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Analysis of Large-Scale Energy Storage Market in the United States: A Global Powerhouse Driven by Government Subsidies and Growing Demand

published: 2023-07-07 17:46

The United States stands as one of the world’s leading markets for large-scale energy storage. While the barriers to entry are currently high, the competitive landscape shows promise. With the anticipated resurgence of photovoltaic (PV) installations in 2023 and the boost provided by increased Investment Tax Credit (ITC) subsidies, the demand for energy storage in the United States is projected to experience accelerated growth.

The United States: the worlds main market for large-scale storage, and is rich in projects

In 2022, the United States witnessed significant advancements in large-scale storage, with a remarkable 4.0 GW of newly installed capacity. Additionally, the installation capacity for large-scale and household energy storage reached 4.80 GW and 12.18 GWh respectively. These figures demonstrate a substantial 80.0% growth in installed capacity from 2017 to 2022. Within this growth, the FTM market accounted for 4.01 GW, indicating a year-on-year increase of 34.6%. Notably, this segment represented 84% of the total installed capacity in 2022 across the United States. However, due to supply chain disruptions and other factors, over 7 GW of energy storage projects slated for 2022 were delayed or canceled, thus limiting overall installation.

Despite a lower-than-anticipated installed capacity of large-scale energy storage in the first quarter of 2023, the United States remains poised for substantial growth, thanks to the sheer magnitude of its ongoing projects. According to data from Wood Mackenzie, the U.S. achieved 2.14 GWh of installed capacity in energy storage during Q1 2023, including 1.55 GWh of large-scale storage, representing a 33% year-on-year decline. The installation capacity has been hampered by supply chain challenges and grid connection delays.

Nevertheless, the U.S. boasts an impressive portfolio of large-scale energy storage projects. As per the Energy Information Administration (EIA) statistics, by the end of 2022, the U.S. had plans to complete 9.4 GW of installed capacity for large-scale storage in 2023. If these projects are successfully executed, the country's large-scale energy storage installations are expected to more than double. It is estimated that the new installed capacity in the U.S. will reach 25.2 GWh in 2023, marking a remarkable 142.1% year-on-year increase.

Graph: U.S.’s New installed energy storage reached 4.80GWand 12.18GWh in 2022








Drivers of U.S. Large-size Storage in 2022: Boost from IRA Subsidies

The increase in tax credits and the inclusion of independent energy storage installations in the Investment Tax Credit (ITC) scheme serve as incentives for energy storage deployment. In August 2022, the IRA policy introduced changes to the ITC for PV energy storage systems, raising it from 26% to 30% and extending the eligibility period to 10 years. Furthermore, independent energy storage installations are now eligible for tax credits, which is expected to drive significant growth in installed energy storage capacity.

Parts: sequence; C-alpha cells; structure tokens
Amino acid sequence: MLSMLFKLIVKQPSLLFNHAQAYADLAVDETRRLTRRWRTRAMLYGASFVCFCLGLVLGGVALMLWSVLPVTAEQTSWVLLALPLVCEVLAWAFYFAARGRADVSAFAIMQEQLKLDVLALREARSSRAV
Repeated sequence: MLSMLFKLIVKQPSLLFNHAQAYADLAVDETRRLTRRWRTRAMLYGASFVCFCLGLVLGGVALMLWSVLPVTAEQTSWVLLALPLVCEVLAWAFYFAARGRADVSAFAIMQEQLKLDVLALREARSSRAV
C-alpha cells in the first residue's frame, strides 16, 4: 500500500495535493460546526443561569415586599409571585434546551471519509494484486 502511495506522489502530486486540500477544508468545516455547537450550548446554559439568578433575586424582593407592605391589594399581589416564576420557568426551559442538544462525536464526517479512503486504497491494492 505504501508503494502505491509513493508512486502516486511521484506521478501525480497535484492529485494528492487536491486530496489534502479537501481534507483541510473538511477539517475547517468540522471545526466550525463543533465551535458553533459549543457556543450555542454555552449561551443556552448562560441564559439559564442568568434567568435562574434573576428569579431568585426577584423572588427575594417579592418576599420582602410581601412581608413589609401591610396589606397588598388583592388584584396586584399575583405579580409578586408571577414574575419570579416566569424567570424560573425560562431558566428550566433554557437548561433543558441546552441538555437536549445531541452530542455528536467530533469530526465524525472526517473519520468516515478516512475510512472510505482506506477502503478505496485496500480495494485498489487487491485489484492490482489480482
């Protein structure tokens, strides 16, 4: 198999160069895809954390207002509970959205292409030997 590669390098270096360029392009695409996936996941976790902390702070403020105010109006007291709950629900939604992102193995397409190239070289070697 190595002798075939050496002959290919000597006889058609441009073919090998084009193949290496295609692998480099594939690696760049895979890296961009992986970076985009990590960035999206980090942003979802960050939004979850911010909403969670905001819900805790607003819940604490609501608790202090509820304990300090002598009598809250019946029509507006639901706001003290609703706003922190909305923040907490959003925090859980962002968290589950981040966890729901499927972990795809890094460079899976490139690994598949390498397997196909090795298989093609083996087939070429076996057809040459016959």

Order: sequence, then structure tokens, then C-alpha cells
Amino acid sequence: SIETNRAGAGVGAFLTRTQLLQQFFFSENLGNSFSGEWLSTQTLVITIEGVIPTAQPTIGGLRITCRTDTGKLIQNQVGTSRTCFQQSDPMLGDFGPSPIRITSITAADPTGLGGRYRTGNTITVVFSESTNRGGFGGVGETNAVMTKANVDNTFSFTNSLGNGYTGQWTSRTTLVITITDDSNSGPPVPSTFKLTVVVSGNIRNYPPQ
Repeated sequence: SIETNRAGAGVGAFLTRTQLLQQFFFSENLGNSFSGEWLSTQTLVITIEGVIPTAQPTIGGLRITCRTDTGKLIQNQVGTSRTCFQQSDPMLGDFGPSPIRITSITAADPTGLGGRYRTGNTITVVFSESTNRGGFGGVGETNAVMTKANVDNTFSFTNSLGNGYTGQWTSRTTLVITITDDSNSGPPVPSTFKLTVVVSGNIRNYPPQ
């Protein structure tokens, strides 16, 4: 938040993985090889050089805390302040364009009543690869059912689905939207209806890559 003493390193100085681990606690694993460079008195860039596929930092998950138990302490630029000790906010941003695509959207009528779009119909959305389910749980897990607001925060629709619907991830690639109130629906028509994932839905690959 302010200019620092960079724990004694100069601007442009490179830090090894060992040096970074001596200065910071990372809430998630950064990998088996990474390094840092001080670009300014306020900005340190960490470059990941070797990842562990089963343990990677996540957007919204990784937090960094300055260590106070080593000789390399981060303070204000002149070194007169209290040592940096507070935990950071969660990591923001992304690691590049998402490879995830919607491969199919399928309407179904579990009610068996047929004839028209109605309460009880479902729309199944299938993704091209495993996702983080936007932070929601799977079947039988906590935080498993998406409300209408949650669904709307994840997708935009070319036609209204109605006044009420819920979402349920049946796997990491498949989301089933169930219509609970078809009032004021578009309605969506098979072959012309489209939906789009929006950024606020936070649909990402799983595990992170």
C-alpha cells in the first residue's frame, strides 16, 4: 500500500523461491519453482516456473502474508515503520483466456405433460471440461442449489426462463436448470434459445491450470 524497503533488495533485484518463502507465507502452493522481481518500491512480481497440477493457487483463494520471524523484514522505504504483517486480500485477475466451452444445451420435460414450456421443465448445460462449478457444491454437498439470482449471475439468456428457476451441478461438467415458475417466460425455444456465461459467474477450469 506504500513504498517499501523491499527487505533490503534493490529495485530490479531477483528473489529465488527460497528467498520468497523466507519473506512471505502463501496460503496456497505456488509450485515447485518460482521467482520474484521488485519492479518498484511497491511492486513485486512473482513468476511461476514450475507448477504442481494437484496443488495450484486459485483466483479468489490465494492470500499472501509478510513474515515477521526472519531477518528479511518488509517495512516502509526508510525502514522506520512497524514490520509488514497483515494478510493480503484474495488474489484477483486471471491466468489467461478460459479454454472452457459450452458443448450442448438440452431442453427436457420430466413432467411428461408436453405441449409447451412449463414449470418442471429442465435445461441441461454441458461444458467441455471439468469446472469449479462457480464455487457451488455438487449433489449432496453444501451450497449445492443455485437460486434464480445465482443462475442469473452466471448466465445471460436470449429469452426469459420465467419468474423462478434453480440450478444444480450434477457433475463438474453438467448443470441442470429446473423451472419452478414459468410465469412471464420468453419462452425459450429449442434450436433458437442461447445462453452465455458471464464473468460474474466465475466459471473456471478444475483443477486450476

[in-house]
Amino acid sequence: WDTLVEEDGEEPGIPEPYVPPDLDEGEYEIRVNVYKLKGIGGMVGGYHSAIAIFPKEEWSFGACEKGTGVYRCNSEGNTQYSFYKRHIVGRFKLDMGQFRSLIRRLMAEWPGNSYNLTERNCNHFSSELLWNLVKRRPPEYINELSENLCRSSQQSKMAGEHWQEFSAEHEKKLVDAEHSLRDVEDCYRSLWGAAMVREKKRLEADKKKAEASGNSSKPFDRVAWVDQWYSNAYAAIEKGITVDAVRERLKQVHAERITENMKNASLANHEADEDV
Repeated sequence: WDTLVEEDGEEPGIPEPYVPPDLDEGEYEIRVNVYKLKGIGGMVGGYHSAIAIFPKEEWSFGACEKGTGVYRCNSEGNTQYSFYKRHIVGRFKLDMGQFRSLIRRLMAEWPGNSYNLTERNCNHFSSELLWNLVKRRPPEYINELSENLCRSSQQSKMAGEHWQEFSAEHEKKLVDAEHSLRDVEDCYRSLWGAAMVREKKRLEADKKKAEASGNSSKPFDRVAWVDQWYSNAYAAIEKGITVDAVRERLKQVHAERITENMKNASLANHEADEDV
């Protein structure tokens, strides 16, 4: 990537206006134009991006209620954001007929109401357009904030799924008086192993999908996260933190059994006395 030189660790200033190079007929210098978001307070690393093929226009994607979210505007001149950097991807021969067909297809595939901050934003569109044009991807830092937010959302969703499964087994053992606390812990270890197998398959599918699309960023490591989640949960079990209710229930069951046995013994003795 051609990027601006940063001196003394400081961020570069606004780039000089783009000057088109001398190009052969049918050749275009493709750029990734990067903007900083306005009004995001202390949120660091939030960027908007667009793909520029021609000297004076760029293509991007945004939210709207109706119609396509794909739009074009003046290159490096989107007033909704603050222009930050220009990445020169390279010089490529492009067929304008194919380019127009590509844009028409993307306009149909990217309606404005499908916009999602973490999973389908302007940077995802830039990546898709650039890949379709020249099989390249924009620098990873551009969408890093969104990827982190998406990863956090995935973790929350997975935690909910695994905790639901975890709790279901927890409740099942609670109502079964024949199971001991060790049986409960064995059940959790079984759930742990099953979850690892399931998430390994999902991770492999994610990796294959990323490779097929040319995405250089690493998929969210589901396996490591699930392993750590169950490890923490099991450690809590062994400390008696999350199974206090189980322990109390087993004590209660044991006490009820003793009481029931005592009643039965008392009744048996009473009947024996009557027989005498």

The U.S. power market is well-established, and the return mechanisms for large-scale storage projects are improving, fostering greater enthusiasm for installations. Large-scale storage projects in the U.S. come in two forms: new energy power plants with storage and independent energy storage facilities. Market demand primarily drives the installed capacity. As for revenue generation, large-scale storage projects can benefit from peak time rebate programs, capacity markets, and auxiliary services markets.

Energy and electricity prices, as well as trading methods for auxiliary services, vary by state in the U.S. In electricity markets such as California (CAISO) and Texas (ERCOT), which lead in large-scale storage installations, these projects already demonstrate favorable commercial returns. According to estimates by Lazard, based on 2022 returns and policy subsidies, the annual revenue for a 100 MW/400 MWh independent energy storage project in California could reach approximately $38.56 million. With the 30% ITC tax credit, the project's internal rate of return (IRR) could reach 34%.

Reportedly, many energy storage companies have accelerated their development in overseas markets, considering them as their primary objectives. In terms of market segmentation, suppliers in the large-scale storage, commercial, and industrial energy storage markets face stringent requirements regarding financing capabilities and project experience. Consequently, companies that have already achieved success in some projects will have a competitive edge in leading the energy storage market.


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